ExchangeNerd

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Archives: June 2015

Clean that Database!

Clean Database command missing in Exchange 2013

Sometimes you need to disable a mailbox you need to be able to see it as a disconnected mailbox right away. In the Past you’ve been able to use the Clean-Mailboxdatabase command.  I would normally tend to run the clean command against all databases since the command doesn’t draw much in the way of resources. So for me the command would look like this:    Get-Mailboxdatabase | Clean-Mailboxdatabase

But as with everything the times are constantly changing and so are the commandlets that go with them. Which brings me to Exchange 2013 where the Clean-Mailboxdatabase command no longer works. Now the command is Update-StoreMailboxState and sadly it’s not a simple command to clean all the databases – in fact to run the command you need to know the database and mailbox GUID. Now this is going far… but I digress…

Anyway if you know the database you can attack it like this:

Get-MailboxStatistics –Database DB01 | ForEach { Update-StoreMailboxState -Database $_.Database -Identity $_.MailboxGuid -Confirm:$false }

 

GetMailboxStatistics Database MDB02 |ForEach { UpdateStoreMailboxState Database $_.Database Identity $_.MailboxGuid Confirm:$false }

Finding AD Groups with PowerShell

How to List AD Groups by type using PowerShell

The AD group type is a bit of a mystery to me. I’m not sure why Microsoft has chosen to make thing they way they have and I have to keep reminding myself they have been building Active Directory a lot longer than they have been building PowerShell.
Today one of my team asked me to see if I could pull Domain Local groups out of AD using PowerShell. I was sure this was going to be as easy as it sounds. Turns out it isn’t straight forward.

Since there isn’t a Get-ADGroupType PowerShell command I went looking at the Attributes and here’s what I found:

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Even more confusing when you Open that Attribute you get something even more interesting:

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So I started searching around MSDN and I came up with this chart:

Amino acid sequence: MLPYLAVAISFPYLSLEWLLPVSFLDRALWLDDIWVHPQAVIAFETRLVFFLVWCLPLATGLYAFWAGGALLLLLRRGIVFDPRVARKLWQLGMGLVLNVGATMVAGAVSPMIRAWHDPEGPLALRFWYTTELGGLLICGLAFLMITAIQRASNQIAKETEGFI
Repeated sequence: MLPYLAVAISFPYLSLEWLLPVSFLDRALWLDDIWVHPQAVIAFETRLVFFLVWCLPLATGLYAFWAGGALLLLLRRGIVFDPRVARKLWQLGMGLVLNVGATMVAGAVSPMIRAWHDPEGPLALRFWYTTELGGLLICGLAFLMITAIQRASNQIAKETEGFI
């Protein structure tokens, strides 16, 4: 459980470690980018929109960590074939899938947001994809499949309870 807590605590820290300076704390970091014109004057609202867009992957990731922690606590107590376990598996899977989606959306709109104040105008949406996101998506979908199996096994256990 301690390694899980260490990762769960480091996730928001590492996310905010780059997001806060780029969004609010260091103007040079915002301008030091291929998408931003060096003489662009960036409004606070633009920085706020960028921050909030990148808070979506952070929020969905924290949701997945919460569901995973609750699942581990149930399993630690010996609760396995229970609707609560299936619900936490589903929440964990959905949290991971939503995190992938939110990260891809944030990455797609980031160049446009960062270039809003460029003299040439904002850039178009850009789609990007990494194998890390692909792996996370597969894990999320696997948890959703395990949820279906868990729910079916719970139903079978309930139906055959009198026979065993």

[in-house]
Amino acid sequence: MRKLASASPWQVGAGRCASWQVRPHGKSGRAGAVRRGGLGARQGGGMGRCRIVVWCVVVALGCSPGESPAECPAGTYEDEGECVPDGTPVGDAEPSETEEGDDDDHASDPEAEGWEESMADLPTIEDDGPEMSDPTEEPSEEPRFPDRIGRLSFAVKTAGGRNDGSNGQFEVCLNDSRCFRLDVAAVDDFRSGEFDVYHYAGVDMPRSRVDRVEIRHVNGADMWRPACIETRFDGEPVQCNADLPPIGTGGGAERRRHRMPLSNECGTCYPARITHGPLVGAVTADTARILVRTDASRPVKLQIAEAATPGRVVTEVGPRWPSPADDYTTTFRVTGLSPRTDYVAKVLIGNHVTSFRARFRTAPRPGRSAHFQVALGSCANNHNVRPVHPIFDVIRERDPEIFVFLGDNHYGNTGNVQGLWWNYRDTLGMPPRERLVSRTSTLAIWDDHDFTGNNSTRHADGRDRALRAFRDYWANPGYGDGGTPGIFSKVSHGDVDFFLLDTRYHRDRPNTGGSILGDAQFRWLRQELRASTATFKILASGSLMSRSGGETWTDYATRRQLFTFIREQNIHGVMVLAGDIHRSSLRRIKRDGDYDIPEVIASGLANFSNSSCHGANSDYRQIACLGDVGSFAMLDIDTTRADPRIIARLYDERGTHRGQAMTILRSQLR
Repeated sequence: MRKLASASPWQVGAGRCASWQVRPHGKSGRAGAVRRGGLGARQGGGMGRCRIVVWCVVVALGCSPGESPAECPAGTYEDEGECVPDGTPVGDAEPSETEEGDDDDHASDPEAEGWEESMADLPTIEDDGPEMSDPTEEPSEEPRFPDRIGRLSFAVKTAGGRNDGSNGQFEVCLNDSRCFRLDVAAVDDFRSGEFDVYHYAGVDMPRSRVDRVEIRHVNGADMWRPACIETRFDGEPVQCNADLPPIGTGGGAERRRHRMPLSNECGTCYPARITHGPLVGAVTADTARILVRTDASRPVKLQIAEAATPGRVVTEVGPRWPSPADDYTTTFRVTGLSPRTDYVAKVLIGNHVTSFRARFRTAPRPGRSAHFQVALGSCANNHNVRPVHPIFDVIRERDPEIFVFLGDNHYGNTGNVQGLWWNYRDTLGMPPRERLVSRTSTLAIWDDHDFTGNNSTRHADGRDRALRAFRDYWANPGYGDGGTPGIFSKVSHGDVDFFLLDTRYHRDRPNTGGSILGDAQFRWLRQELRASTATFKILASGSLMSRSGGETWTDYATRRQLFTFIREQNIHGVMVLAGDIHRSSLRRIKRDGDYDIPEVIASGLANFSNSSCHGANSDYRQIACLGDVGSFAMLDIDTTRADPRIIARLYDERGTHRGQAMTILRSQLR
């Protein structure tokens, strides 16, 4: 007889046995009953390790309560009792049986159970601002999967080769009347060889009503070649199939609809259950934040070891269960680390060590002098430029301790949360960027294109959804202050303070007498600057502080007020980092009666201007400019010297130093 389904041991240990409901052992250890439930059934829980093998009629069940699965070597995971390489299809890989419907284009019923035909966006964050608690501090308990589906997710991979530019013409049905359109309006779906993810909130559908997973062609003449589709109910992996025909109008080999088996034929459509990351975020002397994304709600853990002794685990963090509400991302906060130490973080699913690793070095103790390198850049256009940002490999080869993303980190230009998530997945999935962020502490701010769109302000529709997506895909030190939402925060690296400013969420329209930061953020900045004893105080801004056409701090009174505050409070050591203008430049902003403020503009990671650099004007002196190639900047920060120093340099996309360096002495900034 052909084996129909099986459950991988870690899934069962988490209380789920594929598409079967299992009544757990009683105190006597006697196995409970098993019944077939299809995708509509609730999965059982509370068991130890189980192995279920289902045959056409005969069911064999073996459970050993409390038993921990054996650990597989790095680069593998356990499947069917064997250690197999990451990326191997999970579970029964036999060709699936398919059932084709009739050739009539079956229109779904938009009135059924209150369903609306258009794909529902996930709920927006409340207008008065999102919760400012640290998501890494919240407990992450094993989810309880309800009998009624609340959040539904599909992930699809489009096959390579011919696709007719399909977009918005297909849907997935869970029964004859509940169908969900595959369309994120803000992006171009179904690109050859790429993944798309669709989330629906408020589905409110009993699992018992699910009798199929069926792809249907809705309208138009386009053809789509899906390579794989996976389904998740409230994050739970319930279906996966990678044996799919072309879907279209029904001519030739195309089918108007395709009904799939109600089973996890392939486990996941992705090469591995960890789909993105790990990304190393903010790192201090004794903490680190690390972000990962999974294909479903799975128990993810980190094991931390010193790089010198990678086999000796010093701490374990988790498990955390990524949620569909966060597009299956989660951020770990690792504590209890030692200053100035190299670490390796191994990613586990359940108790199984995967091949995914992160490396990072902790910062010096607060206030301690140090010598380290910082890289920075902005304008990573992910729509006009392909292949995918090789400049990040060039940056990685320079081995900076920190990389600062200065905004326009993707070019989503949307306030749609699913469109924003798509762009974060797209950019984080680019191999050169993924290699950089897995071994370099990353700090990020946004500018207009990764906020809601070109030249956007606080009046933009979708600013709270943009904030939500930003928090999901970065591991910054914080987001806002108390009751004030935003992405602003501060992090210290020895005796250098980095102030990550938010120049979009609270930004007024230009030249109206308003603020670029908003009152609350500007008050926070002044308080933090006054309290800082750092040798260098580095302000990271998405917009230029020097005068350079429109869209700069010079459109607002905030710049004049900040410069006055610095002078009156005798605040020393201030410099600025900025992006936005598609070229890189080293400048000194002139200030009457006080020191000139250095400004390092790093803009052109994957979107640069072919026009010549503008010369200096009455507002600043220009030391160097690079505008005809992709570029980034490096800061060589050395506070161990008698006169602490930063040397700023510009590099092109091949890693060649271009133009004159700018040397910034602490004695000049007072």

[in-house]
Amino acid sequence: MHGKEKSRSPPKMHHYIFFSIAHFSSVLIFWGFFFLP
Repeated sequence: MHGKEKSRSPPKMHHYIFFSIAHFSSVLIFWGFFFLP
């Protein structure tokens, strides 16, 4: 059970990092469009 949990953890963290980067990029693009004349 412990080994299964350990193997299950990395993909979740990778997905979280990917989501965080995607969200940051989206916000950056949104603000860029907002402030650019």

Group Type                                                 Value
Global distribution group                        2
Domain local distribution group           4
Universal distribution group                  8
Global security group                               -2147483646
Domain local security group                  -2147483644
Universal security group                         -2147483640

Now that I have the value I’m looking for I can pull it out of AD:
In order to do that I need to log into Domain Controller or a Domain computer with RSAT loaded.  Then I can import the ActiveDirectory module:

Import-module ActiveDirectory

Then I can get the Group Type by using the command below

Get-ADGroup -Filter * -Properties GroupType | where {$_.GroupType -eq “-2147483644”} | FL name

If I want to change the Group Type that I’m searching for then I just change the number from the list above make sure to include the Negative on the ones that have it listed.

[sourcecode language='powershell' ]
Get-ADGroup -Filter * -Properties GroupType | where {$_.GroupType -eq "-2147483644"} | FL name

[/sourcecode]
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It’s Midnight, Do you know where your FSW is?

Your FSW is more important than you may think!

Over the past couple of weeks I’ve seen two Database Availability Groups that had their File Share Witness go missing on them. In both cases the server which housed the FSW were replaced and the FSW role was not recreated.

I’m guessing you’re asking yourself “how that can ever happened?” The truth is it’s a lot easier than you think. With a 2 node cluster and File Share Witness you only need 2 nodes up to have a Quorum. This means if both of your DAG servers are up good, or if one DAG server a and the FSW is up you’re still good. The problem is that a well configured Exchange server is kind of “Set it and Forget it” and losing a FSW can have no impact on you at all when the Servers are both up. However when one of your servers go offline for whatever reason, the remaining server relies on the FSW to hold a quorum. IF you don’t have enough nodes to maintain a Quorum then all your Database will DISMOUNT!

This action is by design, there is a crazy thing that could happen to you called Split Brain where you would write different data to your 2 copies of the database that leaving it out of sync. Since you don’t that to happen you need the  FSW.  The FSW is a great thing that should not be forgotten!

One way to tell if your FSW is online is to use the Fail Over Clusters powershell tools. You can do that from your Exchange Server. I always do it from the Standard PowerShell console (I don’t know why) but the module will load into your EMS as well.

Import-Module FailOverClusters

Get-ClusterResource

Depending on your status the output should look like one of these:

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Or you could create a task to in your event log to email you if this error shows up in your Event Logs

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Here’s a link on how to do that: https://technet.microsoft.com/en-us/library/cc732728.aspx

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